You may also like
Since the 2011 revolution in Egypt, the economy of the most populous Arab state has been in turmoil. The country depends heavily on tourism for foreign currency income, and a third of that was lost during 2011 alone. Additionally, many foreign investors pulled out of the market amid fears over the political uncertainty that showed no sign of resolution.
The economic woes of poor people were one of the main factors that drove people into the streets against Mohamed Morsi, the first freely elected president of Egypt, after less than a year in office. This put tremendous pressure on his successor, Abdel Fattah al-Sisi—the ex-defense minister who led a popularly backed coup that overthrew the president in 2013—to alleviate quickly some of the problems people were facing.
Al-Sisi’s economic plans were never clear, thanks to contradictory statements that he often made in speeches, public appearances, and leaked recordings. Some of them were strongly in support of a free market, as when he suggested that people receiving, as well as placing, mobile phone calls should be made to pay, while others had a more socialist bent, as when he called for reversing the privatization begun during the Mubarak era.
During his campaign for the presidency, al-Sisi was often sharply criticized by opponents and activists for failing to present a presidential program with a clear economic plan. When asked about it on various TV appearances while running for office, he always avoided giving clear answers, which raised concerns.
Near the end of the presidential race, his campaign finally released a summary program online that suggested, as possible solutions, raising taxes and reallocating subsidies to serve those most in need, but without providing details of how he planned to achieve that.
However, the lack of a clear vision, and some statements made by al-Sisi—such as his suggestion that people should save money by walking or biking to work or university in order to save money for the country—sparked ridicule on social media because of the extremely limited solutions they offered. Other comments, such as those urging young people to adopt tough austerity measures “to help and build Egypt” frustrated younger people who were already suffering from high unemployment and a rapidly declining quality of life.
A year after the overthrow of Morsi, the only thing that was keeping Egypt’s economy afloat was the generous donations, totaling US $12 billion, by rich Gulf countries who supported the coup, but these donations eventually ceased. The governments in these countries demanded assurances from al-Sisi that, after becoming president, he would work to improve the economy, in return for their continuing support.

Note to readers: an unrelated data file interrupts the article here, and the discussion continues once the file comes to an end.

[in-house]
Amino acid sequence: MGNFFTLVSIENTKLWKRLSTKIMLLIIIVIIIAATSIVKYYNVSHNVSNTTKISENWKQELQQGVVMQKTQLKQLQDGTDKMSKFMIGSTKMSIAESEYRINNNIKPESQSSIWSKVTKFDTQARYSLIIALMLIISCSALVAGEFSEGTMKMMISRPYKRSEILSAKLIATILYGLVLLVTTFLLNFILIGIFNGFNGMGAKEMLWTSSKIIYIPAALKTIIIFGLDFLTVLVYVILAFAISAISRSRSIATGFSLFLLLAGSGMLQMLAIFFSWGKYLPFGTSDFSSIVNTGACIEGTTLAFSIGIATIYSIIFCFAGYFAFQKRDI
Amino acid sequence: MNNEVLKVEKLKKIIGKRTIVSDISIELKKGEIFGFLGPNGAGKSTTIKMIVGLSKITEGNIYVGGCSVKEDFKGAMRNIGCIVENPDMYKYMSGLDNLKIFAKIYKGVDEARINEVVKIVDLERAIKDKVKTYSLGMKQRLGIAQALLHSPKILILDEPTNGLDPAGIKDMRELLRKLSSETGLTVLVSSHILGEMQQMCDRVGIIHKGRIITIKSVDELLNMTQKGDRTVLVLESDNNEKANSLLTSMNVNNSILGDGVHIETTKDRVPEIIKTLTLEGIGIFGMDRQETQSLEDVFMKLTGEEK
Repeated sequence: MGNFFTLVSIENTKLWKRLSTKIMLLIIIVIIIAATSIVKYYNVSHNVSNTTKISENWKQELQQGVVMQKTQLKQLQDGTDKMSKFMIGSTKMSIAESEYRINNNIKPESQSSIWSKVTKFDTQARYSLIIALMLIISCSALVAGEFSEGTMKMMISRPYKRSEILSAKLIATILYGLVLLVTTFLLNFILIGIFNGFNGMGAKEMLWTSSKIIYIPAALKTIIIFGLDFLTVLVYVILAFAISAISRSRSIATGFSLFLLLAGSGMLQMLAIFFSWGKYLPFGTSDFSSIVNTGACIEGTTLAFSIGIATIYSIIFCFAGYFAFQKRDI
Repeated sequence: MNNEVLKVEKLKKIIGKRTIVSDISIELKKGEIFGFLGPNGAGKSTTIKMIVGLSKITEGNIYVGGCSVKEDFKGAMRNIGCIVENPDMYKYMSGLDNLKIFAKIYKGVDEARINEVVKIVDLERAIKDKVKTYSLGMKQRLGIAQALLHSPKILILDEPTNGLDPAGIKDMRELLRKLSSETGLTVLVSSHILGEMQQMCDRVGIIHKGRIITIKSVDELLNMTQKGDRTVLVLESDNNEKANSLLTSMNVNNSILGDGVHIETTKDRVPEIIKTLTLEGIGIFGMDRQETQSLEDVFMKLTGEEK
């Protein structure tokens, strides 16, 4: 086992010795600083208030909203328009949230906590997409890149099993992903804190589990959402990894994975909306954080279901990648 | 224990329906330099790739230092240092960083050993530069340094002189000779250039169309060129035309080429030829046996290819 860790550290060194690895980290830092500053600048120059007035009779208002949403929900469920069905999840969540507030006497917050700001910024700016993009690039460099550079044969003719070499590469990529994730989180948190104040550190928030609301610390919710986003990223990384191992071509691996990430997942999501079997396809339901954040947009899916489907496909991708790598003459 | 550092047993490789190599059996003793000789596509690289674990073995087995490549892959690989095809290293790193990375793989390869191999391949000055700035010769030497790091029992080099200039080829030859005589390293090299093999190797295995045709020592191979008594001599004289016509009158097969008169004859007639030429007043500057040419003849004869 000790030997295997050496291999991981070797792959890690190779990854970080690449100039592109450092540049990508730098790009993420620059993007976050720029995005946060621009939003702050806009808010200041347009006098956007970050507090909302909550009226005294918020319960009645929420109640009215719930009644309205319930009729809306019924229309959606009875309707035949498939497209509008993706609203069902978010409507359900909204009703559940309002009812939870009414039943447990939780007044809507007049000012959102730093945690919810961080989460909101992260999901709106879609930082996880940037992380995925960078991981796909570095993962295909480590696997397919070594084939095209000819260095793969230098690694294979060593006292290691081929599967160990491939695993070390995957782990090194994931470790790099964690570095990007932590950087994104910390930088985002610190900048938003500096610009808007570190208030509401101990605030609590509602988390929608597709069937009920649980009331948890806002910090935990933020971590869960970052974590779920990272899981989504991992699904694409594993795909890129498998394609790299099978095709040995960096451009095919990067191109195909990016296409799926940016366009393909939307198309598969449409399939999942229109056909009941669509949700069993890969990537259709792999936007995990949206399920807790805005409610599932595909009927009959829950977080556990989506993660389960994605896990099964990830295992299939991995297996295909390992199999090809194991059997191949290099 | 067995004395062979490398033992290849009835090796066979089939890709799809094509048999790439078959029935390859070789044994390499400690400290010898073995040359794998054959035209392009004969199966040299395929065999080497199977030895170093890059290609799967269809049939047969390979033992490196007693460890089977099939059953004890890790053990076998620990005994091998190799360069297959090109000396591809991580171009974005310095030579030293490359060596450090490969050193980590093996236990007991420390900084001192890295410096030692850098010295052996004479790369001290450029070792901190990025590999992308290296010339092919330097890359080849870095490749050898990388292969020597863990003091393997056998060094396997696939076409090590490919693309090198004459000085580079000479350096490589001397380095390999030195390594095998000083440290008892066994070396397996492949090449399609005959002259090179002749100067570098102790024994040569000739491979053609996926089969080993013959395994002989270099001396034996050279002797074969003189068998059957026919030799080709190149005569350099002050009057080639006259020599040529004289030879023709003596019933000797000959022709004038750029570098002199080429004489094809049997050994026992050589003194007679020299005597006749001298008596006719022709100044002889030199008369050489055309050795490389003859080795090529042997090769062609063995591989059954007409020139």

While running for the presidency, al-Sisi promised he would not raise food and fuel prices, promising to increase income and “make people wealthier” before cutting subsidies, but he reneged on this promise in a few months.
After winning the presidency, al-Sisi faced the challenge of trying to fulfill the demands of the millions of disenfranchised young people who have suffered since the 2011 revolution. When his cabinet tried to pass an annual budget with a 12 percent deficit, he refused to approve it; this led to a series of unpopular decisions aimed at bringing the budget under control.
These measures included removing some of the subsidies on fuel, which raised the price of gasoline and diesel by up to 78 percent. The government announced plans to increase fuel prices regularly over the next few years, with the intention of removing all fuel subsidies within five years.
Electricity and gas prices also increased sharply, and new sales taxes were introduced, on alcohol and cigarettes. The fuel hike sent ripples through the economy, affecting everything from food to transportation, causing the greatest strain on lower-income families. While the government promised to keep prices under control, it has been largely unable to do so.
Most economists argued that these measures were necessary to keep the national deficit to a minimum, but some condemned them as affecting poor people more than the rich.
In an ad hoc TV appearance, al-Sisi promised to donate half his wealth and half his salary to a fund to support Egypt. He then called on rich businessmen to do the same and asked Egyptians to tighten their belts and adopt austerity measures to decrease government spending.
Under pressure from the United Arab Emirates, which was concerned about how the Egyptian leadership would use the aid it receives from donors for sustainable economic growth, the government turned to Western consultants to try to create an economic plan that would stave off the damage done since 2011.
These experts suggested that the country needs at least US $60 billion in investment if it is to reach a healthy 5 percent growth in GDP by 2018 and another US $60 billion to bolster foreign-currency reserves, which had dwindled to nearly half what was maintained before the 2011 revolution.
Several economists say the unpopular decision to remove some of the subsidies was one of the recommendations of the consultants. The Egypt government hopes this will help restart talks with the International Monetary Fund (IMF), which stalled earlier, during Morsi’s presidency.
This could increase investor confidence, after years of political turmoil and uncertain economic strategies following the removal of Mubarak. Egyptian billionaire businessman Samih Sawaris said, however, that he would not invest in his country at this time, citing political oppression, the failure of the government to make bold economic decisions, and a legal system that does not protect investors.